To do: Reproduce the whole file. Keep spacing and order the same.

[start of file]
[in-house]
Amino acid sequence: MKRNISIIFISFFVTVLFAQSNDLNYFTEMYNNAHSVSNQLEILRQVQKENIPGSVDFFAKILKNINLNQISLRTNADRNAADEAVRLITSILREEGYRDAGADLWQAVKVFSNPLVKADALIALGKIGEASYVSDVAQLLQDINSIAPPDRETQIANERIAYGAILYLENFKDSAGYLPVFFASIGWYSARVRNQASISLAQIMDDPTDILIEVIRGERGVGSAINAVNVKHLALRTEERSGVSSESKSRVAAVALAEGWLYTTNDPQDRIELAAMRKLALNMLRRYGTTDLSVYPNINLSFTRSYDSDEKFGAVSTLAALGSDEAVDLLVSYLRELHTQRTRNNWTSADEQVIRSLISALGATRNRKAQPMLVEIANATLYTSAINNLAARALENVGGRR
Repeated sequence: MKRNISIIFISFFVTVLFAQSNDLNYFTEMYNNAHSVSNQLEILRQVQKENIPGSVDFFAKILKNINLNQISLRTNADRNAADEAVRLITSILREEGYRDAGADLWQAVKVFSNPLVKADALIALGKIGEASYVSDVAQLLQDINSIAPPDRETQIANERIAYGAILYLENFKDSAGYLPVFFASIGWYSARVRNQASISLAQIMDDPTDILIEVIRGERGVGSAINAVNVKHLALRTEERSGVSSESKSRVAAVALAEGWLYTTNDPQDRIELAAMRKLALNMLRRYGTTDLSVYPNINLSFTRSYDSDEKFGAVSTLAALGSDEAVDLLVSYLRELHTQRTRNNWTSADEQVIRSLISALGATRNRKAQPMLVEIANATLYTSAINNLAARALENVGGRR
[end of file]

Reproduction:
[in-house]
Amino acid sequence: MKRNISIIFISFFVTVLFAQSNDLNYFTEMYNNAHSVSNQLEILRQVQKENIPGSVDFFAKILKNINLNQISLRTNADRNAADEAVRLITSILREEGYRDAGADLWQAVKVFSNPLVKADALIALGKIGEASYVSDVAQLLQDINSIAPPDRETQIANERIAYGAILYLENFKDSAGYLPVFFASIGWYSARVRNQASISLAQIMDDPTDILIEVIRGERGVGSAINAVNVKHLALRTEERSGVSSESKSRVAAVALAEGWLYTTNDPQDRIELAAMRKLALNMLRRYGTTDLSVYPNINLSFTRSYDSDEKFGAVSTLAALGSDEAVDLLVSYLRELHTQRTRNNWTSADEQVIRSLISALGATRNRKAQPMLVEIANATLYTSAINNLAARALENVGGRR
Repeated sequence: MKRNISIIFISFFVTVLFAQSNDLNYFTEMYNNAHSVSNQLEILRQVQKENIPGSVDFFAKILKNINLNQISLRTNADRNAADEAVRLITSILREEGYRDAGADLWQAVKVFSNPLVKADALIALGKIGEASYVSDVAQLLQDINSIAPPDRETQIANERIAYGAILYLENFKDSAGYLPVFFASIGWYSARVRNQASISLAQIMDDPTDILIEVIRGERGVGSAINAVNVKHLALRTEERSGVSSESKSRVAAVALAEGWLYTTNDPQDRIELAAMRKLALNMLRRYGTTDLSVYPNINLSFTRSYDSDEKFGAVSTLAALGSDEAVDLLVSYLRELHTQRTRNNWTSADEQVIRSLISALGATRNRKAQPMLVEIANATLYTSAINNLAARALENVGGRR